Eye on AI - August 22nd, 2019
Welcome to Aigora's "Eye on AI" series, where we round up exciting news at the intersection of consumer science and artificial intelligence!
This week’s theme is focused on enhancing the consumer experience through Extended Reality (XR), a general term which includes augmented reality, mixed reality, virtual reality, and the other various shades of technologically-enriched environments.
Psychological Benefits of Augmented Reality (AR) in eCommerce
We begin with an article out of iComputingLabs, titled “Change the way you shop with Augmented Reality,” which outlines the rising interest and need for Augmented Reality (AR) in eCommerce.
“AR is one of the opportunities an e-commerce platform cannot miss out on,” notes the author. “It will be even more popular because of its psychological impact on human beings…”
Things like storytelling, emotional attachment, wonder, etc. are pointed to as being the most important psychological benefits of AR. The article then goes on to describe how consumers have more attachment to products they’re able to try out or visualize on themselves or in their homes. This all leads to more confident shoppers, and higher online conversion rates.
Reimagining the Traditional Customer Experience with Virtual Reality (VR) and Mixed Reality (MR)
Moving on to Virtual Reality (VR), this article out of MSensory, titled “A Virtual Reality Meal Is a Powerful Comment on Being Asian in America | Hyperallergic,” describes how VR has become especially good at teaching and shaping immersive stories.
“I’m standing in a black void and hear a woman speak to me in a mix of frustration and pride,” the article begins. “‘The star of this dish is veal sweetbreads / I find we have much in common,’ she explains in poetry, and as she speaks, illustrative brush strokes scribble and stack until a gourmet sweetbread dish and its individual ingredients float all around me. ‘It’s a lucky exception from the rule that offals are distasteful/an aspiration for all minorities.’”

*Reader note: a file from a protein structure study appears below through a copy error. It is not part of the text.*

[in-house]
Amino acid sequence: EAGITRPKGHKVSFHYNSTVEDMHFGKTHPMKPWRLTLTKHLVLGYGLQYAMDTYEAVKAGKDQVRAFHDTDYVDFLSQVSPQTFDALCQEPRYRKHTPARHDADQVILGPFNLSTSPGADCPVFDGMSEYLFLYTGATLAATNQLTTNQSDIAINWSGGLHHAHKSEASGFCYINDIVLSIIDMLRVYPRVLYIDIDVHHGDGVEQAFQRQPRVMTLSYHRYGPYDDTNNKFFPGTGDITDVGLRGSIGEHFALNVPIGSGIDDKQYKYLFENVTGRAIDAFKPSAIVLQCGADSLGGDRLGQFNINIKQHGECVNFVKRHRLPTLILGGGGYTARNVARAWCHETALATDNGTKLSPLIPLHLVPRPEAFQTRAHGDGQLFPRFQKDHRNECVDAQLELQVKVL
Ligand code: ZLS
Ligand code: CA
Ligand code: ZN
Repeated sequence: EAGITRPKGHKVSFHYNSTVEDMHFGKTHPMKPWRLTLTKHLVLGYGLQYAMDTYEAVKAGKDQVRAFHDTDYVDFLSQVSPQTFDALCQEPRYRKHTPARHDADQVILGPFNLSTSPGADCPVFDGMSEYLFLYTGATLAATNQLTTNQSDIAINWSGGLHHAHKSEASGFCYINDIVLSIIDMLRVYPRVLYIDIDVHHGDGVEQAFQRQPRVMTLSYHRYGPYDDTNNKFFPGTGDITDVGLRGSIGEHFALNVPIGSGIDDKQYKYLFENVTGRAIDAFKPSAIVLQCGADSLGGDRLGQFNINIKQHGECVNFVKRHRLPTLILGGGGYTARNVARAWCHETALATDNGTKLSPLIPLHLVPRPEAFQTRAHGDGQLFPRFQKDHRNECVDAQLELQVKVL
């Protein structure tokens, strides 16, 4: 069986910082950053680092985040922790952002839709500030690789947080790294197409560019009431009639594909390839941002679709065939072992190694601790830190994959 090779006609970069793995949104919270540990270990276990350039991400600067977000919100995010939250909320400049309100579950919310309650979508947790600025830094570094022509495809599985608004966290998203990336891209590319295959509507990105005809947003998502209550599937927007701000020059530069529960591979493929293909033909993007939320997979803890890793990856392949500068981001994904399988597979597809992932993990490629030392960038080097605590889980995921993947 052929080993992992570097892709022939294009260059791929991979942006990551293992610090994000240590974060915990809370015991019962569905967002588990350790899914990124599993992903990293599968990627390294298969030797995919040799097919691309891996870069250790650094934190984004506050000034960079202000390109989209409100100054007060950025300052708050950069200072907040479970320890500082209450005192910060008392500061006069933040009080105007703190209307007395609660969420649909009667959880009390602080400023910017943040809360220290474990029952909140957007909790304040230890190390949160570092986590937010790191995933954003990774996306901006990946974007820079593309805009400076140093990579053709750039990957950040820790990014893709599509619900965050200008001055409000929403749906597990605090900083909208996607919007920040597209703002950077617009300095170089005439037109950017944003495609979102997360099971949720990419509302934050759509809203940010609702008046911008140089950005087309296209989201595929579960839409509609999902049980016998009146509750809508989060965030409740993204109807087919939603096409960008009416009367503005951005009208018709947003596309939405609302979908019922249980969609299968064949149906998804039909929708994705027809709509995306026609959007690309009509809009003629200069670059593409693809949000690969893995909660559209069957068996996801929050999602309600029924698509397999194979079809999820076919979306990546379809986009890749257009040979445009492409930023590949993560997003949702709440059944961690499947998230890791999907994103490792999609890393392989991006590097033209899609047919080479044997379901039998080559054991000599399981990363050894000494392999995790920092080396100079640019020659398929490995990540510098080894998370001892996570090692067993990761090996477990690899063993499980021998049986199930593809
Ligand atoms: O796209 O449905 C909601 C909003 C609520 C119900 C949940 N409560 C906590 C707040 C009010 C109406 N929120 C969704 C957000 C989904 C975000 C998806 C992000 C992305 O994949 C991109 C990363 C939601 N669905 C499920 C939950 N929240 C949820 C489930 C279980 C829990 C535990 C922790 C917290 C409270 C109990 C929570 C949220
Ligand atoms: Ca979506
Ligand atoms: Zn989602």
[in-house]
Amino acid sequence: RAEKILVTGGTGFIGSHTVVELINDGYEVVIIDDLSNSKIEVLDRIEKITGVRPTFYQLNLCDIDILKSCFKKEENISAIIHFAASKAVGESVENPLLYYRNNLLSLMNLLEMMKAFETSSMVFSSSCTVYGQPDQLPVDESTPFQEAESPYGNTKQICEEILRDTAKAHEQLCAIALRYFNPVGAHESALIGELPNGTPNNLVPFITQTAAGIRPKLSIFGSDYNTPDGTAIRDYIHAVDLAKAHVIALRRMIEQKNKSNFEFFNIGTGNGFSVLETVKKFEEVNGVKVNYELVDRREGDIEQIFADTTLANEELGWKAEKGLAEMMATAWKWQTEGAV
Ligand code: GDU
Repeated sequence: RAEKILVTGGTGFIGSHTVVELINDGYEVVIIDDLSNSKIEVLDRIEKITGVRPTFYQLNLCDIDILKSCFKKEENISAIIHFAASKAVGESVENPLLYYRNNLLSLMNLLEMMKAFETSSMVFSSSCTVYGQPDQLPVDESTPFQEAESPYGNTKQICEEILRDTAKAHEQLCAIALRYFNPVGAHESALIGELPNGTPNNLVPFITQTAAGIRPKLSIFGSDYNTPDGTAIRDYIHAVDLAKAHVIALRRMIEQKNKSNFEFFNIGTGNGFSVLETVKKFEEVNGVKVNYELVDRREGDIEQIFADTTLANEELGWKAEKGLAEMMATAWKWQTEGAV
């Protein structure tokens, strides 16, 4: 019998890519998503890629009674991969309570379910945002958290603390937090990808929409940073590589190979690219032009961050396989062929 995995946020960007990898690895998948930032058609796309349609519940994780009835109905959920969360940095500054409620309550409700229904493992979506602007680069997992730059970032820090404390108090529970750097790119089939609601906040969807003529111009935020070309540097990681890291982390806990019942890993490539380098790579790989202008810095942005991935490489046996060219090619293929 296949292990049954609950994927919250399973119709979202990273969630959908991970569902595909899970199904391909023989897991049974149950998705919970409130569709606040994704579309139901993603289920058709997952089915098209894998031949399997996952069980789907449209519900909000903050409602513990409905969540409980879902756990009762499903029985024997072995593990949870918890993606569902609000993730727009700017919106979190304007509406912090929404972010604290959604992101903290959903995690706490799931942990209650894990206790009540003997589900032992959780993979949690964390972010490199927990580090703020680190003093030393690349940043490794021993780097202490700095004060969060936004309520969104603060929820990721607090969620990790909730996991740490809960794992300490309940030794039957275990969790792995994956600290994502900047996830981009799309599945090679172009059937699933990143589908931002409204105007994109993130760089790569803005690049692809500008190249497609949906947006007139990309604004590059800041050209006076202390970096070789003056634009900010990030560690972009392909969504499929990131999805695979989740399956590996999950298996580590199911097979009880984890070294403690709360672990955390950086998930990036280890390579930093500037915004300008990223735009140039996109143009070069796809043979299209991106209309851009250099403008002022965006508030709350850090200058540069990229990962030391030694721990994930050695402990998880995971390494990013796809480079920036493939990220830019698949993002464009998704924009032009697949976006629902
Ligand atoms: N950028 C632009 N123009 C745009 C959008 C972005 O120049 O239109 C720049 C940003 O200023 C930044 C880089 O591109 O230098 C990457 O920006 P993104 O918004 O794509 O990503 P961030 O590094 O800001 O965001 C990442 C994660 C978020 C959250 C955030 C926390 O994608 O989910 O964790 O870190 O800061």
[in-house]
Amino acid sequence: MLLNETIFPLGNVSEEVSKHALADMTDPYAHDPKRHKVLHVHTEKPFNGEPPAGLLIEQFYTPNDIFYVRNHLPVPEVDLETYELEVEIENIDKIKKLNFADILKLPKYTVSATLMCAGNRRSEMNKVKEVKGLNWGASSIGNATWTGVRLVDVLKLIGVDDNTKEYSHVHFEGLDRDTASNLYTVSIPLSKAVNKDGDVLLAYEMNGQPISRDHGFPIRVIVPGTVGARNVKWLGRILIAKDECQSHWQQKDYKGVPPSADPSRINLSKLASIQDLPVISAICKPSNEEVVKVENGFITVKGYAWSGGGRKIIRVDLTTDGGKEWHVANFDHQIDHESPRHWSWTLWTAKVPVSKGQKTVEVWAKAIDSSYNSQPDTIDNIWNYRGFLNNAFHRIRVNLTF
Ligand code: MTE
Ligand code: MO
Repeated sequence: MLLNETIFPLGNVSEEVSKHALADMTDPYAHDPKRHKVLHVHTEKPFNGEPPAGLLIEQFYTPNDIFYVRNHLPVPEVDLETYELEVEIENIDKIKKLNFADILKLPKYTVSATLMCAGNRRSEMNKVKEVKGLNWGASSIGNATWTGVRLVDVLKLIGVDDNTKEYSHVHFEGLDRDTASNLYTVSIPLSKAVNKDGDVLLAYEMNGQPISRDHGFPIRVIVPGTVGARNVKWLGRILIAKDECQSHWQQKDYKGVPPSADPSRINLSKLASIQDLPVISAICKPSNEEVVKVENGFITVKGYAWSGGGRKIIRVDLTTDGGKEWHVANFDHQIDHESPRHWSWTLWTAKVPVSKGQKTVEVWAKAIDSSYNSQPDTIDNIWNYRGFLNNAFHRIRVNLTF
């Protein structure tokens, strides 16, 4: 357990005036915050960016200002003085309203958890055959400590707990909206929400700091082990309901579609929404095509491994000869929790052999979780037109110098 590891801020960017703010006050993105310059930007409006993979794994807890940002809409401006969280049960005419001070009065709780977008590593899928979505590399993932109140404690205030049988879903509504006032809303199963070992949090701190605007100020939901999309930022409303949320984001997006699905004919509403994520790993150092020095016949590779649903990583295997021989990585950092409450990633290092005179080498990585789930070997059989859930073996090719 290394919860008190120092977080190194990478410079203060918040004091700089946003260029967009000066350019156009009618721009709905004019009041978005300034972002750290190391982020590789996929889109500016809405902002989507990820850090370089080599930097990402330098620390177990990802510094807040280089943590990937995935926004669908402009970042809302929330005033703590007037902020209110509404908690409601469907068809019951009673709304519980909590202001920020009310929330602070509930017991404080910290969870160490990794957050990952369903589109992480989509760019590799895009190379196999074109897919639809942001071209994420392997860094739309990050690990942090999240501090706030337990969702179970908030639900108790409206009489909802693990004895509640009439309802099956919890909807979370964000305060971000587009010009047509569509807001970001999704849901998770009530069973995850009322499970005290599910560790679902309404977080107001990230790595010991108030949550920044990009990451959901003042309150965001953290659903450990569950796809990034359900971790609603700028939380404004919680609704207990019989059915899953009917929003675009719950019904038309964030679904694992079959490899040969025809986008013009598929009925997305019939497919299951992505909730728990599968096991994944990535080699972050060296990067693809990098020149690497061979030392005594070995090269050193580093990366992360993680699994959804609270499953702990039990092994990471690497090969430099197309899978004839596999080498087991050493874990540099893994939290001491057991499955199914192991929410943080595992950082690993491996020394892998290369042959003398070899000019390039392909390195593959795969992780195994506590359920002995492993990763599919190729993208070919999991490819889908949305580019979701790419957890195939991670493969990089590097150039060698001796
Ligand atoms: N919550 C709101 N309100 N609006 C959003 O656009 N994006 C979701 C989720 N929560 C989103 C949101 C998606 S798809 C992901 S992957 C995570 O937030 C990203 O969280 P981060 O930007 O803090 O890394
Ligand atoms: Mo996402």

The virtual reality experience being described is from a 2018 exhibit in New York City’s Museum of Food and Drink, titled Asian in America. The exhibit walks patrons through a multi-course meal as ingredients float by to combine into virtual plates as a professional chef / poet narrator comments on dish preparation, origins and evolution as dishes become redefined by other cultures.
Some companies have even begun offering VR entertainment as a means to calm passengers during airline flights. British Airways, for example, recently released a pilot program offering VR entertainment to airplane passengers.
There’s incredible potential for VR and AR in commerce and customer experience expansion, with practically unlimited application. I’m very interested to see how leading businesses choose to implement this sort of technology in the future.
To learn more about the basics of XR, we recommend this article by Bernary Marr. And for a quick look at the differences between AR, VR and MR and their evolving application, here’s a quick two-minute video:
Northeastern Researchers making progress using machine learning to predict the chemical properties of enzymes
The Spoon blog wonders (correctly) whether vertical farms will someday advance past growing lettuce
IBM provides a tutorial on constructing a pizza-ordering chatbot dialog
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